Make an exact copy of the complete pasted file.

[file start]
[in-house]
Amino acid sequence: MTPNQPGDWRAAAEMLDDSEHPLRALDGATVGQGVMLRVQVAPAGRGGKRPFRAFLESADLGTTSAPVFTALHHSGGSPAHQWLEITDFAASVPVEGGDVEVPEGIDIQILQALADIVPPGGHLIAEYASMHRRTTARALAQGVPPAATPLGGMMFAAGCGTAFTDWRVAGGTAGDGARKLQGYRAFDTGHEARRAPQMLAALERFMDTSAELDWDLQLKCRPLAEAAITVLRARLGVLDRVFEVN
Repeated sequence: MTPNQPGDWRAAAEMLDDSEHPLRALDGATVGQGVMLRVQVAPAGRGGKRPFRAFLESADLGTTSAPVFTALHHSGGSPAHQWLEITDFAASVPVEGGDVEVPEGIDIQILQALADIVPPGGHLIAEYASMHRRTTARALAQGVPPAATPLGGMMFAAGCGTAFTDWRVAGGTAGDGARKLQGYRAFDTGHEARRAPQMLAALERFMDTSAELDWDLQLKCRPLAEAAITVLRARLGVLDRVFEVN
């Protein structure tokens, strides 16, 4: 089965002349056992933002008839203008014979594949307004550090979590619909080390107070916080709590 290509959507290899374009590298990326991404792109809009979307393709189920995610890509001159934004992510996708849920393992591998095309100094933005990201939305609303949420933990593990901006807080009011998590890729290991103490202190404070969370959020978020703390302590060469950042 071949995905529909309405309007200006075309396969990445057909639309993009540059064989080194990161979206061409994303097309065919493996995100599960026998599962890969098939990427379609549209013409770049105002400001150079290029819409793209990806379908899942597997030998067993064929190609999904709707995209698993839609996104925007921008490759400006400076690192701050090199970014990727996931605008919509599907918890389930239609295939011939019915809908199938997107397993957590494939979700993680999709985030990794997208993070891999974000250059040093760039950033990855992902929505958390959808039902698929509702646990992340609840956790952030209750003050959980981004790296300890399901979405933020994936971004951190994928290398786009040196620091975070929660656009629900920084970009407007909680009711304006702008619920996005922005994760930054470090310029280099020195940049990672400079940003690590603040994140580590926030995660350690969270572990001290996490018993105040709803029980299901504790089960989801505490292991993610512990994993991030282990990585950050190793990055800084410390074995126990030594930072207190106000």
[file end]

[in-house]
Amino acid sequence: MTPNQPGDWRAAAEMLDDSEHPLRALDGATVGQGVMLRVQVAPAGRGGKRPFRAFLESADLGTTSAPVFTALHHSGGSPAHQWLEITDFAASVPVEGGDVEVPEGIDIQILQALADIVPPGGHLIAEYASMHRRTTARALAQGVPPAATPLGGMMFAAGCGTAFTDWRVAGGTAGDGARKLQGYRAFDTGHEARRAPQMLAALERFMDTSAELDWDLQLKCRPLAEAAITVLRARLGVLDRVFEVN
Repeated sequence: MTPNQPGDWRAAAEMLDDSEHPLRALDGATVGQGVMLRVQVAPAGRGGKRPFRAFLESADLGTTSAPVFTALHHSGGSPAHQWLEITDFAASVPVEGGDVEVPEGIDIQILQALADIVPPGGHLIAEYASMHRRTTARALAQGVPPAATPLGGMMFAAGCGTAFTDWRVAGGTAGDGARKLQGYRAFDTGHEARRAPQMLAALERFMDTSAELDWDLQLKCRPLAEAAITVLRARLGVLDRVFEVN
């Protein structure tokens, strides 16, 4: 089965002349056992933002008839203008014979594949307004550090979590619909080390107070916080709590 290509959507290899374009590298990326991404792109809009979307393709189920995610890509001159934004992510996708849920393992591998095309100094933005990201939305609303949420933990593990901006807080009011998590890729290991103490202190404070969370959020978020703390302590060469950042 071949995905529909309405309007200006075309396969990445057909639309993009540059064989080194990161979206061409994303097309065919493996995100599960026998599962890969098939990427379609549209013409770049105002400001150079290029819409793209990806379908899942597997030998067993064929190609999904709707995209698993839609996104925007921008490759400006400076690192701050090199970014990727996931605008919509599907918890389930239609295939011939019915809908199938997107397993957590494939979700993680999709985030990794997208993070891999974000250059040093760039950033990855992902929505958390959808039902698929509702646990992340609840956790952030209750003050959980981004790296300890399901979405933020994936971004951190994928290398786009040196620091975070929660656009629900920084970009407007909680009711304006702008619920996005922005994760930054470090310029280099020195940049990672400079940003690590603040994140580590926030995660350690969270572990001290996490018993105040709803029980299901504790089960989801505490292991993610512990994993991030282990990585950050190793990055800084410390074995126990030594930072207190106000």